January 28, 2020 — Having tried to cheat you out of your money in dozens of other ways, hackers are now targeting retirement accounts. Unfortunately it can be very easy for them, and even worse than that, you might not get your money back if they steal it.
With retirement funds being one of their biggest assets, the stakes are huge for retirees. This article will review some of the best ideas for protecting your accounts.
Email is the way most hackers use to break into your accounts. The usual methods include tricking you into downloading something, asking you to provide personal information to “solve a problem” with your account, or leading you to a dangerous site. The email might seem real and alarming, telling you there is a problem with your account.
A big problems is that the scammer might already have some of your personal information, stolen from a compromised site and subsequently sold on the dark web. They probably already have your username, email and password for one site. Betting that you reuse the same password or a close variant of it , they can keep plugging in various combinations and sooner or later hit pay dirt.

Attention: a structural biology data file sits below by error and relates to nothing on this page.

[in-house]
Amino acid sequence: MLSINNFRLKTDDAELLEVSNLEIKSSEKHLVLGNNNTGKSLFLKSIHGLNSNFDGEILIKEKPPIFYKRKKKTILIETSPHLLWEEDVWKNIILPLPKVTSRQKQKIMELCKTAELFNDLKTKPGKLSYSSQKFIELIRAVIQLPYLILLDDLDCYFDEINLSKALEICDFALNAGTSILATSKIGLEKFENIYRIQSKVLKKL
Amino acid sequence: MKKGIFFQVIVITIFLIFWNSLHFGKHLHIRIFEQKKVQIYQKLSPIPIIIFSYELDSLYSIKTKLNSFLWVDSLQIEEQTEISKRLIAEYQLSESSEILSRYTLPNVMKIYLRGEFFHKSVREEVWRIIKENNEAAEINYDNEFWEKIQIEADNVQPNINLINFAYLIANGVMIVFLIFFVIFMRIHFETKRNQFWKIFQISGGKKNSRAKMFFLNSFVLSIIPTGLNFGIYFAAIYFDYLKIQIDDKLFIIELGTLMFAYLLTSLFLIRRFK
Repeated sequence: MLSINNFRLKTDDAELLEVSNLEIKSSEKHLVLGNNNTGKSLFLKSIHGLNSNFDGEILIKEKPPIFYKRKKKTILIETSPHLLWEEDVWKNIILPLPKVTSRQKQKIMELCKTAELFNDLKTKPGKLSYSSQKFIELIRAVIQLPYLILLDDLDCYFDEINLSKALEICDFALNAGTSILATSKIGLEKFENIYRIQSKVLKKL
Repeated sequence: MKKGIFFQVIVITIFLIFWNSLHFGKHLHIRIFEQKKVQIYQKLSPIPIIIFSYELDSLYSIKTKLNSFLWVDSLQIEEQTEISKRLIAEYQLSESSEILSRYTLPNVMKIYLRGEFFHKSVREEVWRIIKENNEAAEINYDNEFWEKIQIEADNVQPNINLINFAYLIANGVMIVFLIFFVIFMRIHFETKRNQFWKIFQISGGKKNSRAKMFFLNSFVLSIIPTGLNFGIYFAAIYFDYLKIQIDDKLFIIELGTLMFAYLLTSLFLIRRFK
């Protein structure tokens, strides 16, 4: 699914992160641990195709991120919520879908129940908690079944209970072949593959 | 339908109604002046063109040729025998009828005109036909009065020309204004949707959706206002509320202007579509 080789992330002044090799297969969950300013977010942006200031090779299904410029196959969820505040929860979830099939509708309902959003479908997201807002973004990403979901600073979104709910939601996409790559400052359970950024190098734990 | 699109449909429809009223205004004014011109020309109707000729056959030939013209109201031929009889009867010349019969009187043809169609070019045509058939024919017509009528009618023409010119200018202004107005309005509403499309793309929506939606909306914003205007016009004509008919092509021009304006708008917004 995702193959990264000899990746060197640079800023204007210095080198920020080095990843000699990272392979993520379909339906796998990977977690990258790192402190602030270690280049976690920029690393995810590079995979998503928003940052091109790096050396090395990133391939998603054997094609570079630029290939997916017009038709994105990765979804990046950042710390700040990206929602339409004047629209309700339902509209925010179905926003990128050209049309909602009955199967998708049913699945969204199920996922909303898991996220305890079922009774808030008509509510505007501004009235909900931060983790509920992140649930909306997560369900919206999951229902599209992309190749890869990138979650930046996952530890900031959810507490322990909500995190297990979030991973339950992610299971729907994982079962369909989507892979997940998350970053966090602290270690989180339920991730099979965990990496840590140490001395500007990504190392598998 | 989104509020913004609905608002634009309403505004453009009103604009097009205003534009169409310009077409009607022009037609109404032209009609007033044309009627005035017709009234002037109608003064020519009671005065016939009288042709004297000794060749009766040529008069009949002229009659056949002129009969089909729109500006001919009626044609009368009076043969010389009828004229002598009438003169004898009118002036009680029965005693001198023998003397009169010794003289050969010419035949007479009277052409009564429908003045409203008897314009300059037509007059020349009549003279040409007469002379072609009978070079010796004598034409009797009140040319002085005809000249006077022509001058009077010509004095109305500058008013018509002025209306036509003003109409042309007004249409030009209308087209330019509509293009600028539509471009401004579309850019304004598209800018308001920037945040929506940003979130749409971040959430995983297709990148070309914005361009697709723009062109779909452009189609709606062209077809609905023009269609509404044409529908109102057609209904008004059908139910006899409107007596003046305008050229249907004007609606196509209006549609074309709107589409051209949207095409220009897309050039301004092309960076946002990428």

4 things to protect your retirement account.
Rule #1: If an email even looks even faintly suspicious, don’t open it up. Never reply with any personal information or click on a suspicious link.
#2: Read all your statements every month. Look for unusual activity and amounts or transactions you don’t recognize. Call your provider immediately if you do.
#3: Have virus software on your computer. Inexpensive products such as those from Norton will alert you to suspicious web pages and block most malware and other dangers. Keep the software up to date.
#4: Use different passwords for different sites – never reuse the same one. That way if one of your accounts is compromised you can contain the damage. Use a password manager to generate and/or store your passwords – Roboform and Lastpass are two popular ones. The safest but also the clumsiest way is to write all of them down in a notebook that you hope doesn’t fall into the wrong hands. The worst plan is to try try to hide them somewhere on your computer. To simplify things you might combine nonsense words that you can remember easily, such as Catdogfish222. But you must mix things up or the hackers will figure out your system.
Comments? Have you been hacked ? If so, how bad was it, and what did you do to recover ? What systems do you use to stay safe ? Please share your experiences in the Comments section below.
For further reading: USA Today article by Paul Gores: “Cybercrooks Targeting Retirement Accounts”